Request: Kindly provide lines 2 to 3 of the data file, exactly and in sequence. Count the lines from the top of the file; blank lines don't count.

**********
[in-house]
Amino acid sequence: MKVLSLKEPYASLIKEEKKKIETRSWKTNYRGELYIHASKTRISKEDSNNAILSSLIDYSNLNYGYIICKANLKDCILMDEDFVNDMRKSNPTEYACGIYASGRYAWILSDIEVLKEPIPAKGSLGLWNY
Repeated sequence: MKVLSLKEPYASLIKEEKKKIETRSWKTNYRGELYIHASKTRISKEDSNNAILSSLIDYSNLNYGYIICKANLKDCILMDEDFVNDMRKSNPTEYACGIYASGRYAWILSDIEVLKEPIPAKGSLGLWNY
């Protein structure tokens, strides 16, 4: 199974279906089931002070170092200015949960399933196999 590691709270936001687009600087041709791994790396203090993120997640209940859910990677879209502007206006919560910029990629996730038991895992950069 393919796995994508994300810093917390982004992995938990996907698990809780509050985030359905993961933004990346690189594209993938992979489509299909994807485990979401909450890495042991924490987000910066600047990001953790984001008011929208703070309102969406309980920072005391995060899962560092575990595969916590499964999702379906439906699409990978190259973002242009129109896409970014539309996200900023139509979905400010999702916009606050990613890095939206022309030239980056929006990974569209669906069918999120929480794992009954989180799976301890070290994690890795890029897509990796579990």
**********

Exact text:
Amino acid sequence: MKVLSLKEPYASLIKEEKKKIETRSWKTNYRGELYIHASKTRISKEDSNNAILSSLIDYSNLNYGYIICKANLKDCILMDEDFVNDMRKSNPTEYACGIYASGRYAWILSDIEVLKEPIPAKGSLGLWNY
Repeated sequence: MKVLSLKEPYASLIKEEKKKIETRSWKTNYRGELYIHASKTRISKEDSNNAILSSLIDYSNLNYGYIICKANLKDCILMDEDFVNDMRKSNPTEYACGIYASGRYAWILSDIEVLKEPIPAKGSLGLWNY